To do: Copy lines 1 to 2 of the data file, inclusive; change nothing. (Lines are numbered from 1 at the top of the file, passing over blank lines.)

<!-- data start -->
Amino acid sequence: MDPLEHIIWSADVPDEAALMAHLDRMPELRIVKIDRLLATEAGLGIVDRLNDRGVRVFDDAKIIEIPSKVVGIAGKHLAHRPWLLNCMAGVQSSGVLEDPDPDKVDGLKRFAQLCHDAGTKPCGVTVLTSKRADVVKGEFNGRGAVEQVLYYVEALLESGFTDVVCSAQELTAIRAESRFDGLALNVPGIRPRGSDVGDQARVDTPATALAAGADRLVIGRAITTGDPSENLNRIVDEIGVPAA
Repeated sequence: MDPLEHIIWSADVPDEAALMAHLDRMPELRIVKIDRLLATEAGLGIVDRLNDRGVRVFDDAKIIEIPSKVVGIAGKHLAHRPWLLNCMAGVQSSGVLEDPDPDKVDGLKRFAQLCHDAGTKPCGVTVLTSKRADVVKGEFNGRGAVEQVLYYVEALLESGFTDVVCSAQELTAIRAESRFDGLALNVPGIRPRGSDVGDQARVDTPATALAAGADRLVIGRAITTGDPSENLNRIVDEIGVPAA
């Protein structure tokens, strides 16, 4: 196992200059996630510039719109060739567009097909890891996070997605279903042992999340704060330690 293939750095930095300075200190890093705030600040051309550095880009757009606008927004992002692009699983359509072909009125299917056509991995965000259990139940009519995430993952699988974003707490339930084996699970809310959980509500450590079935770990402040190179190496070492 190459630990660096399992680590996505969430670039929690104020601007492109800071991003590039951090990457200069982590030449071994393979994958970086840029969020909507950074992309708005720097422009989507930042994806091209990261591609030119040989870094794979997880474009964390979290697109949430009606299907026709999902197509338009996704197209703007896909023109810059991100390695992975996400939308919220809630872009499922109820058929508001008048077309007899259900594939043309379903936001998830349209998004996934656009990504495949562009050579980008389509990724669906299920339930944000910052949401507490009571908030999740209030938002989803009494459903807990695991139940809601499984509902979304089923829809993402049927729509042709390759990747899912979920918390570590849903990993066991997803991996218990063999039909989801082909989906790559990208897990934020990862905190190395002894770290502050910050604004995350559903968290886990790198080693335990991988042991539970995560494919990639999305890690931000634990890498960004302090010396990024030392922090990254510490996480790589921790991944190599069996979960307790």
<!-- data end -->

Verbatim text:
Amino acid sequence: MDPLEHIIWSADVPDEAALMAHLDRMPELRIVKIDRLLATEAGLGIVDRLNDRGVRVFDDAKIIEIPSKVVGIAGKHLAHRPWLLNCMAGVQSSGVLEDPDPDKVDGLKRFAQLCHDAGTKPCGVTVLTSKRADVVKGEFNGRGAVEQVLYYVEALLESGFTDVVCSAQELTAIRAESRFDGLALNVPGIRPRGSDVGDQARVDTPATALAAGADRLVIGRAITTGDPSENLNRIVDEIGVPAA
Repeated sequence: MDPLEHIIWSADVPDEAALMAHLDRMPELRIVKIDRLLATEAGLGIVDRLNDRGVRVFDDAKIIEIPSKVVGIAGKHLAHRPWLLNCMAGVQSSGVLEDPDPDKVDGLKRFAQLCHDAGTKPCGVTVLTSKRADVVKGEFNGRGAVEQVLYYVEALLESGFTDVVCSAQELTAIRAESRFDGLALNVPGIRPRGSDVGDQARVDTPATALAAGADRLVIGRAITTGDPSENLNRIVDEIGVPAA